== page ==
How to Pass Down an Inheritance to Young Children

In most cases, parents will not leave property or assets directly to their minor children, but will instead name the other parent as the beneficiary. In this way that parent will have all the resources to look after the kids. The children would normally be named only as alternate beneficiaries. For single parents though, you may want your children to directly inherit. Anyone who wants to leave anything to their children needs to understand how a will and/or a trust can do this for them.

If you do not name someone as a "property guardian", then probate court will decide who this person will be. This is the person who will watch over the property given to children who are less than 18 years old. A court might choose the other parent, but this is not guaranteed. A property guardian chosen by the courts will usually have very restricted powers over the property.

Here is what you can do to choose a property guardian yourself, so as to provide for your children. One way is to choose a property guardian in your will. The court will then make your choice the property guardian, and he or she will manage the property. The only modification to this process would be if you have a trust for the property, outlining certain protocols.

Then there is the Uniform Transfers to Minors Act (UTMA). Nearly every state has this law in place to some degree; this is only untrue if you live in South Carolina or Vermont. Under this law you can choose a custodian who will manage the property for children who are minors, which in most states will mean younger than 21. If you set this up but your children are older than 21 when you pass away, they will still receive the property directly. To choose a custodian, you name which person will manage a specific property under UTMA, and you can name this person in a will, living trust, or a life insurance policy.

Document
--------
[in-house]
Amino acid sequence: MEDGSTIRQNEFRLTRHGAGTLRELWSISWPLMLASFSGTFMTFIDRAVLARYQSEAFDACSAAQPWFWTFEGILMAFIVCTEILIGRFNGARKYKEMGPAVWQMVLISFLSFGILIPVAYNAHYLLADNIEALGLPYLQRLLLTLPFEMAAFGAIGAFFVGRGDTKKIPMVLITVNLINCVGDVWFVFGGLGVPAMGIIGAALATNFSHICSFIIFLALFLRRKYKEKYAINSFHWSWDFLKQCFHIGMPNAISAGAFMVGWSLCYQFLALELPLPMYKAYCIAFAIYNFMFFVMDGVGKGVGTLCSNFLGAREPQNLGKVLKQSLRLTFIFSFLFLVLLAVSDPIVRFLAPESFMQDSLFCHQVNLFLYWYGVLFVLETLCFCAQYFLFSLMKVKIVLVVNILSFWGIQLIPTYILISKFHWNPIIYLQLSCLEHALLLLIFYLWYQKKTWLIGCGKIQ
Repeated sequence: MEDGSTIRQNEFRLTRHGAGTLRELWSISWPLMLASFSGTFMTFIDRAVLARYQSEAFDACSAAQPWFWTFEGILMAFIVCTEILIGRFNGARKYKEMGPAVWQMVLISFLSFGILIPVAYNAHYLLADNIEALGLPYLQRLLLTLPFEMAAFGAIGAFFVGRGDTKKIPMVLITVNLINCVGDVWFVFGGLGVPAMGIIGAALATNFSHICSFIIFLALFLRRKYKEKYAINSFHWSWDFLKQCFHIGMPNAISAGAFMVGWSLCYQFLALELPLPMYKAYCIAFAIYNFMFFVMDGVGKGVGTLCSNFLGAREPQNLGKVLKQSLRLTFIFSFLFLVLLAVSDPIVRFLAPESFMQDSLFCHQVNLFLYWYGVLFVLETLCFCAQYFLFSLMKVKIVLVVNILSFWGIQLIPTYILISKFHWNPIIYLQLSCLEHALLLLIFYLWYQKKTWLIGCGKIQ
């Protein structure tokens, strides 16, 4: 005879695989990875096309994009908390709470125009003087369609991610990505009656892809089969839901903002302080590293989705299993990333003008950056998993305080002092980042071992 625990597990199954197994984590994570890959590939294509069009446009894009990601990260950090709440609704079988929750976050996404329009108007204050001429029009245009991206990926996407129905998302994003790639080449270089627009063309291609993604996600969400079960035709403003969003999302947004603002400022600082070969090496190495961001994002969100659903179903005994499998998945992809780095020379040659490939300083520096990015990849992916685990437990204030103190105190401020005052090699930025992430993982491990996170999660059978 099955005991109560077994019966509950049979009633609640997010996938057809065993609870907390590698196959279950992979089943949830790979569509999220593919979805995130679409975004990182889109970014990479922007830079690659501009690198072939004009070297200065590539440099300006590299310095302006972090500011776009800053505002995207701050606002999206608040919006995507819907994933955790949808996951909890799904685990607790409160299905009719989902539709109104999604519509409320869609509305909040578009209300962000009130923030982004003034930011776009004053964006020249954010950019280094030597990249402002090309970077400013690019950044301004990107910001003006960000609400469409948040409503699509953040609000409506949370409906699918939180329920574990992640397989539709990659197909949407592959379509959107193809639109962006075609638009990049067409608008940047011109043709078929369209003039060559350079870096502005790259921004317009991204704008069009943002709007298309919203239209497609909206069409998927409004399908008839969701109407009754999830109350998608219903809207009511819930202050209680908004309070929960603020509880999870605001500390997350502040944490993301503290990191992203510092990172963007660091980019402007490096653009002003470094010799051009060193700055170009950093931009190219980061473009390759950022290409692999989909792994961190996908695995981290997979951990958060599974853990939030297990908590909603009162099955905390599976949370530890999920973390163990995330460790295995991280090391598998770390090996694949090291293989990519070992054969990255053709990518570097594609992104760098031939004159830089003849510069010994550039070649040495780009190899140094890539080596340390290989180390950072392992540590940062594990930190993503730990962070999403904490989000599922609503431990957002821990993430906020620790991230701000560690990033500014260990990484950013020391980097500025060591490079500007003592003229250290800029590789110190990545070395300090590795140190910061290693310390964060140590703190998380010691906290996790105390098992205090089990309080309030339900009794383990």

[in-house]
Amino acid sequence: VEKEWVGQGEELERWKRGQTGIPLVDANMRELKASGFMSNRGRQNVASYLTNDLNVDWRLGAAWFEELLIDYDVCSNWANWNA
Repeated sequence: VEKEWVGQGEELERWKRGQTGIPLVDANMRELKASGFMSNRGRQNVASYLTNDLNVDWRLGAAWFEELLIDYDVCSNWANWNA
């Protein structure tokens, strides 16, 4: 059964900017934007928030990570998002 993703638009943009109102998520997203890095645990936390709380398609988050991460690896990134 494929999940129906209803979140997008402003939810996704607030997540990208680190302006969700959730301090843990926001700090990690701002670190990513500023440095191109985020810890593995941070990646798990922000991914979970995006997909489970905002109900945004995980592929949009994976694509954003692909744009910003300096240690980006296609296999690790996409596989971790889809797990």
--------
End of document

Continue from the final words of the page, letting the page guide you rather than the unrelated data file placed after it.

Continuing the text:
You also have the option to create a trust for every child. You can decide who will be the trustee of these assets, and he or she will oversee the finances and/or property until the child is of a certain age (you determine at what age too). You can leave the trustee instructions in writing, and the trustee must follow these and always use the trust in your child's best interests. What usually happens is that the trustee can use this fund to pay for the child's medical treatments, schooling, and other needs. The funds that remain will be given to your child when he or she has reached the specified age. Your state's law will also specify and restrict what the trustee can do and how. There will be annual income tax returns to file, and the trustee will probably have to always show at least part of the will every time that he or she works with a bank and other institutions on your child's behalf.

Another way you can set up a trust is to create one trust for them all, instead of leaving property to them in separate trusts. This shared trust may be termed a pot trust, or a family trust. You would name one trustee over everyone's inheritance, and then the trustee can care for the children from the trust as he or she sees fit, as each child will have different needs. When the youngest child turns old enough (probably 18), then every child will get his or her share of the trust.

If want to leave things in order for your children, just in case you pass away prematurely, contact a probate attorney at your earliest convenience so you can look at your options.